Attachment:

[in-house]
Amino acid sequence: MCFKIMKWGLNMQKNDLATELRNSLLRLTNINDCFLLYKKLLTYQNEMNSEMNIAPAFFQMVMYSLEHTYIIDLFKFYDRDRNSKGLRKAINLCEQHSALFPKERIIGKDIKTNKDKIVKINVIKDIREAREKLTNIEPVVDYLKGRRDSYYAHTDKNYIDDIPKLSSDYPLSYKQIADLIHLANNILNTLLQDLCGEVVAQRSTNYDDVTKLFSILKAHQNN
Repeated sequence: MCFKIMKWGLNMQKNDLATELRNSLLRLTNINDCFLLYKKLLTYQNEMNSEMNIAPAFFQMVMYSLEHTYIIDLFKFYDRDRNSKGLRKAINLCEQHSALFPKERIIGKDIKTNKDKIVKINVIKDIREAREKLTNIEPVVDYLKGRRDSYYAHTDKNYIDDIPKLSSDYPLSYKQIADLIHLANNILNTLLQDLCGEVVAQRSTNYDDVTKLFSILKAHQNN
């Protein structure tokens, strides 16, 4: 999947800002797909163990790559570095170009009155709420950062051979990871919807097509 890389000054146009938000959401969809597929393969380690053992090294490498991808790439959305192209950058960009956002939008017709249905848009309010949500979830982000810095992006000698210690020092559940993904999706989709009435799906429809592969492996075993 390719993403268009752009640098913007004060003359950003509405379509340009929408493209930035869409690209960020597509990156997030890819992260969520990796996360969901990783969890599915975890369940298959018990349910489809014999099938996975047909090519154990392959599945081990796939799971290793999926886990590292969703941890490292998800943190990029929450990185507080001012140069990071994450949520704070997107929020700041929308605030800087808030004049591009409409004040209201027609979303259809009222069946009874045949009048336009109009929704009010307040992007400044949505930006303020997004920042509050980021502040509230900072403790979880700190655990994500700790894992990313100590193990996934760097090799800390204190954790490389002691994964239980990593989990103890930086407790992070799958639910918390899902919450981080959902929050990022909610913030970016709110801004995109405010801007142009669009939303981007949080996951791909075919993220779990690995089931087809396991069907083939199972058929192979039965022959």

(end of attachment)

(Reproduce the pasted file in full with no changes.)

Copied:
[in-house]
Amino acid sequence: MCFKIMKWGLNMQKNDLATELRNSLLRLTNINDCFLLYKKLLTYQNEMNSEMNIAPAFFQMVMYSLEHTYIIDLFKFYDRDRNSKGLRKAINLCEQHSALFPKERIIGKDIKTNKDKIVKINVIKDIREAREKLTNIEPVVDYLKGRRDSYYAHTDKNYIDDIPKLSSDYPLSYKQIADLIHLANNILNTLLQDLCGEVVAQRSTNYDDVTKLFSILKAHQNN
Repeated sequence: MCFKIMKWGLNMQKNDLATELRNSLLRLTNINDCFLLYKKLLTYQNEMNSEMNIAPAFFQMVMYSLEHTYIIDLFKFYDRDRNSKGLRKAINLCEQHSALFPKERIIGKDIKTNKDKIVKINVIKDIREAREKLTNIEPVVDYLKGRRDSYYAHTDKNYIDDIPKLSSDYPLSYKQIADLIHLANNILNTLLQDLCGEVVAQRSTNYDDVTKLFSILKAHQNN
């Protein structure tokens, strides 16, 4: 999947800002797909163990790559570095170009009155709420950062051979990871919807097509 890389000054146009938000959401969809597929393969380690053992090294490498991808790439959305192209950058960009956002939008017709249905848009309010949500979830982000810095992006000698210690020092559940993904999706989709009435799906429809592969492996075993 390719993403268009752009640098913007004060003359950003509405379509340009929408493209930035869409690209960020597509990156997030890819992260969520990796996360969901990783969890599915975890369940298959018990349910489809014999099938996975047909090519154990392959599945081990796939799971290793999926886990590292969703941890490292998800943190990029929450990185507080001012140069990071994450949520704070997107929020700041929308605030800087808030004049591009409409004040209201027609979303259809009222069946009874045949009048336009109009929704009010307040992007400044949505930006303020997004920042509050980021502040509230900072403790979880700190655990994500700790894992990313100590193990996934760097090799800390204190954790490389002691994964239980990593989990103890930086407790992070799958639910918390899902919450981080959902929050990022909610913030970016709110801004995109405010801007142009669009939303981007949080996951791909075919993220779990690995089931087809396991069907083939199972058929192979039965022959």